The longtime U.S. distributor and importer for Flight Design’s line of single-engine piston airplanes has handed the baton to a new principal. Airtime Aviation, based in Tulsa, Oklahoma, has acquired the assets of Flight Design USA. Tom Gutmann Sr. and Tom Gutmann Jr.—father and son—share ownership of Airtime Aviation.
“We’ve closed down Flight Design USA,” said that company’s founder, Tom Peghiny, in an update to FLYING on Wednesday. “Airtime bought the inventory and equipment.” Peghiny also verified that Airtime Aviation would secure the importer license as well, to help ensure the smooth transfer of current orders to the new distributor. “They are the right group to handle [the F2 and other models],” said Peghiny, who will continue on as a consultant.
While Peghiny has collaborated with Flight Design and others in the ultralight world for roughly 35 years—even before the light sport aircraft days—the Gutmanns are also no strangers to the brand. Tom Sr. and Tom Jr. have been in partnership with Flight Design since 2001, before the company’s CT series aircraft were first imported to the U.S. under the new S-LSA guidance in 2004.
Production Interrupted by War
Flight Design certified the F2 light sport aircraft under European Union Aviation Safety Agency (EASA) CS23 regs—equivalent to FAA Part 23—on December 8, 2021, and at last report had submitted paperwork to the FAA for validation earlier this year.
However, the company’s plans took a serious turn in early March when production facilities in Kherson, Ukraine, were shut down as a result of the Russian invasion of the country. Flight Design moved manufacturing of parts and completed airplanes to its plant in Sumperk, Czech Republic, which had been primarily a completions center. But, fortunately, it had the required equipment “there to build an airplane,” according to Tom Jr., in an interview Thursday with FLYING. Though the production is moving forward, there has been a necessary delay in delivering aircraft. Gutmann said they anticipate the first airplane from that new line by the end of October.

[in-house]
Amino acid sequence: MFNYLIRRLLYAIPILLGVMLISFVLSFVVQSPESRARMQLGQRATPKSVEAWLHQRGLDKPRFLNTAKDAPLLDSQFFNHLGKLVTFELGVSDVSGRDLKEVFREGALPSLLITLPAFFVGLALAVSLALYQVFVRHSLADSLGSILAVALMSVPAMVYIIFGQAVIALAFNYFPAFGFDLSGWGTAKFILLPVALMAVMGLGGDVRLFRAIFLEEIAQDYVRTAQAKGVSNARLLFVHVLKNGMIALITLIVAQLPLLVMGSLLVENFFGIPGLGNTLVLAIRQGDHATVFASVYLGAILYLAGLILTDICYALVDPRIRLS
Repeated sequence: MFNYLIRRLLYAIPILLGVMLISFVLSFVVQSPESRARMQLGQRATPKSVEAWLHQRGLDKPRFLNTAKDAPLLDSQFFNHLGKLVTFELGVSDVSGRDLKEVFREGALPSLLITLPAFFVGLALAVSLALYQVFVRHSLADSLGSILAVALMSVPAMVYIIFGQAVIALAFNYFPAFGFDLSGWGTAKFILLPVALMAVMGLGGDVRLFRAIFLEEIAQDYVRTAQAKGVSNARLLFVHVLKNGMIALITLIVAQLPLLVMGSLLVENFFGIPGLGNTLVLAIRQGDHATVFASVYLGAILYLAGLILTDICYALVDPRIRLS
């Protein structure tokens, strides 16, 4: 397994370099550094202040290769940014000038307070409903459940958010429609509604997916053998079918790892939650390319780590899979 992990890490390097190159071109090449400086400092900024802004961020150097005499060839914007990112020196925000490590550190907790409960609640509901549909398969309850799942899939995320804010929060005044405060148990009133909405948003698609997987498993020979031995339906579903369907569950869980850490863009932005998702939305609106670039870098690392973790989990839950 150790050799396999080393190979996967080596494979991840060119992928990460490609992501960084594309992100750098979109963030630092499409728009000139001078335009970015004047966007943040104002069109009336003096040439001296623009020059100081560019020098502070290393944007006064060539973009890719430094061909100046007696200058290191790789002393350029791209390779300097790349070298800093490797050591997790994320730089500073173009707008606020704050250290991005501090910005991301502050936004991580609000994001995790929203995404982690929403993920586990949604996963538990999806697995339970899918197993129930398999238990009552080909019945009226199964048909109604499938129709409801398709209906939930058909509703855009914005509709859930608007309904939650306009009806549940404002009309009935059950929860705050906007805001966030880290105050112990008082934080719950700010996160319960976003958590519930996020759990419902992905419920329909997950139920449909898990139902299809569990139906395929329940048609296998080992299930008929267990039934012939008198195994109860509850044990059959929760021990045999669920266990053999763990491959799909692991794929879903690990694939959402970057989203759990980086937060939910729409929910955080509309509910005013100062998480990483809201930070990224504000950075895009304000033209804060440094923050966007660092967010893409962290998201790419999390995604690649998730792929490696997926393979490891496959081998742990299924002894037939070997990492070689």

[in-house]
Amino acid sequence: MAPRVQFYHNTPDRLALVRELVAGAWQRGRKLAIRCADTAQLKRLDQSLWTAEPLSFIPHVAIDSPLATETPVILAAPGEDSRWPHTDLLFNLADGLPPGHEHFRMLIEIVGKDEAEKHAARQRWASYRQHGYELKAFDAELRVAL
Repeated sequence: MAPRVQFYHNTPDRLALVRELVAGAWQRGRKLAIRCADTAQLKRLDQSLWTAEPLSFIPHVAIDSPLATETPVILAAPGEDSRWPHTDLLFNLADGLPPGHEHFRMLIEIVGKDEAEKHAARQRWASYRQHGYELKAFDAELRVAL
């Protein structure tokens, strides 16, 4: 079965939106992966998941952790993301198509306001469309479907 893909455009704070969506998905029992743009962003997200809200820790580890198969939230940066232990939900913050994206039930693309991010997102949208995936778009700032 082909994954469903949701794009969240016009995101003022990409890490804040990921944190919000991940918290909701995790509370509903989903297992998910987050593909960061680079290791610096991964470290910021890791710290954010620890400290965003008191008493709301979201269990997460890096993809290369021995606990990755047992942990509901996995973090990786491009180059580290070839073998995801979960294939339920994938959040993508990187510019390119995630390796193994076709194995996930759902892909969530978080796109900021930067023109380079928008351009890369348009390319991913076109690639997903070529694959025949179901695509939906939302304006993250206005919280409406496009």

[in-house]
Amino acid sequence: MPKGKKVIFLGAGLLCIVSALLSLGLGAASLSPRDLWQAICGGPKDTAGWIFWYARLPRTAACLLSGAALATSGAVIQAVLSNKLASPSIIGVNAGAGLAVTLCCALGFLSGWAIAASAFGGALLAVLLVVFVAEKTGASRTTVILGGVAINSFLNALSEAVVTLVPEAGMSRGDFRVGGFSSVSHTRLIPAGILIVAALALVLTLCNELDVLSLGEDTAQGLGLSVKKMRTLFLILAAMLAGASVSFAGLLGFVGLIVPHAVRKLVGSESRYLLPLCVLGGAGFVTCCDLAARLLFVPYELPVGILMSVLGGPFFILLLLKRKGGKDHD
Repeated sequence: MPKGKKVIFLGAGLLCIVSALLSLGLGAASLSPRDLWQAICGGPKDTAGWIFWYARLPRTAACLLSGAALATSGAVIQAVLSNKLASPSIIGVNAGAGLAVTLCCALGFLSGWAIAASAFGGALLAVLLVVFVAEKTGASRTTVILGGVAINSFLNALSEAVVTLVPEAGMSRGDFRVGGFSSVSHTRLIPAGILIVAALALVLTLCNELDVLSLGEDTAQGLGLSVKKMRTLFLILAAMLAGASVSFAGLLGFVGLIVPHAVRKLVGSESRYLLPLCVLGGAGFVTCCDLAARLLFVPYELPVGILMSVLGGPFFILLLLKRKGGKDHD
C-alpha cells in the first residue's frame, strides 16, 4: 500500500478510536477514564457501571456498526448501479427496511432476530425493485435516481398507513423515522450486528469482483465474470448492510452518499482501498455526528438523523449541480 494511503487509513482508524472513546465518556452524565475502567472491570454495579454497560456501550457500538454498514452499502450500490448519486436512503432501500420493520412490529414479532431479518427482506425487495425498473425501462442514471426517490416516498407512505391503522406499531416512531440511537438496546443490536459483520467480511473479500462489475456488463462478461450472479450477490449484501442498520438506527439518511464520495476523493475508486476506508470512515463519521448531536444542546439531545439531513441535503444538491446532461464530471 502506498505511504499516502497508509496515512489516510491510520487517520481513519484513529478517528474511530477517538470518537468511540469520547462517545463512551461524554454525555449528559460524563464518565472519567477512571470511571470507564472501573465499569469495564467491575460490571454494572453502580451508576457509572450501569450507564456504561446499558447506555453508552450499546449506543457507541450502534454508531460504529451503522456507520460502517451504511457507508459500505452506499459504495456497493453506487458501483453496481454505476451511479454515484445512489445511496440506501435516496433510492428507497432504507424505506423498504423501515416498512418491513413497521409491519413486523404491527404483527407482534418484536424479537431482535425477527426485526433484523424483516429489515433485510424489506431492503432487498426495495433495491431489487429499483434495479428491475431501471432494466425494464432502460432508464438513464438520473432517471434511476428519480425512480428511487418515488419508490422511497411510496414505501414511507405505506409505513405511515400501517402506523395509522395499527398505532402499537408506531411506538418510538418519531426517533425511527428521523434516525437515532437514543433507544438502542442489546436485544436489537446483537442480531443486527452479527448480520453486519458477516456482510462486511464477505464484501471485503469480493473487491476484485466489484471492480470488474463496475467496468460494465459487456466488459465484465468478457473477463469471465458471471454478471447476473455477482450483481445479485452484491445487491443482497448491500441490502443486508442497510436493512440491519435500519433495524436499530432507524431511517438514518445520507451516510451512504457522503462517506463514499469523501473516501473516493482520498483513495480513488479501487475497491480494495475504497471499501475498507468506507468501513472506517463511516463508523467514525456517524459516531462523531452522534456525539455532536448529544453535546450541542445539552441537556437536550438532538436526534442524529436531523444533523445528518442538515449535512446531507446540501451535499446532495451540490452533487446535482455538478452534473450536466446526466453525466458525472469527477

With 52 airplanes on the order, he estimates that it will take from 14 to 18 months to fulfill those deliveries. But even with the backlog, Gutmann reported that sales remain brisk. “We had the best Oshkosh ever,” he said, with a much higher percentage of new pilots buying into the CT series and F2 than he has seen in 20 years. He considers that very good news both for the company and the industry as a whole.
An LSA With a Certified Future
Flight Design has six of the F2s flying in the U.S. under the S-LSA certification basis, which offers many customers a lot of advanced technology for the $225,000 standard-equipped price. However, the company continues on its path towards FAA Part 23 certification, for the opportunities it will provide in flight training and other light commercial operations.
There are also plans in the works to take it into IFR certification, according to Gutmann, who has fielded the demand for such a version from customers. And Gutmann is a believer: “I have 4,000 hours flying Flight Design airplanes…I’ve talked to a lot of people over the last three weeks [about our future.] It’s a great time to be getting into this.”